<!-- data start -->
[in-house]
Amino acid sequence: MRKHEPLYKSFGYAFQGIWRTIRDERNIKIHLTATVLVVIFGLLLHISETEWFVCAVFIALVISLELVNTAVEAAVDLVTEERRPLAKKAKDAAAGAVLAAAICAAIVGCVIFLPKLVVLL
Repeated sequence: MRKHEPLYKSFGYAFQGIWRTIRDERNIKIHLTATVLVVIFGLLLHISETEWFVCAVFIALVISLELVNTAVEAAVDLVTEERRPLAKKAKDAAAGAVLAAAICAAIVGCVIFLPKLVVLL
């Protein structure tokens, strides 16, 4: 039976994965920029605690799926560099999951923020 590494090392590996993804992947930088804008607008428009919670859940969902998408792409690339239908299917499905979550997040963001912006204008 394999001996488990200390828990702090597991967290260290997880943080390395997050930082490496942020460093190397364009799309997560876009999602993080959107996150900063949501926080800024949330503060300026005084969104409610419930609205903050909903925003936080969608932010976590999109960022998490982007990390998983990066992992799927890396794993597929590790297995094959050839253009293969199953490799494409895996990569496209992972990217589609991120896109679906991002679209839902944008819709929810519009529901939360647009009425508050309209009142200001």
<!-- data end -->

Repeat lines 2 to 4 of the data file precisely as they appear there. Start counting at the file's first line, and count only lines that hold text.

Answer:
Amino acid sequence: MRKHEPLYKSFGYAFQGIWRTIRDERNIKIHLTATVLVVIFGLLLHISETEWFVCAVFIALVISLELVNTAVEAAVDLVTEERRPLAKKAKDAAAGAVLAAAICAAIVGCVIFLPKLVVLL
Repeated sequence: MRKHEPLYKSFGYAFQGIWRTIRDERNIKIHLTATVLVVIFGLLLHISETEWFVCAVFIALVISLELVNTAVEAAVDLVTEERRPLAKKAKDAAAGAVLAAAICAAIVGCVIFLPKLVVLL
């Protein structure tokens, strides 16, 4: 039976994965920029605690799926560099999951923020 590494090392590996993804992947930088804008607008428009919670859940969902998408792409690339239908299917499905979550997040963001912006204008 394999001996488990200390828990702090597991967290260290997880943080390395997050930082490496942020460093190397364009799309997560876009999602993080959107996150900063949501926080800024949330503060300026005084969104409610419930609205903050909903925003936080969608932010976590999109960022998490982007990390998983990066992992799927890396794993597929590790297995094959050839253009293969199953490799494409895996990569496209992972990217589609991120896109679906991002679209839902944008819709929810519009529901939360647009009425508050309209009142200001």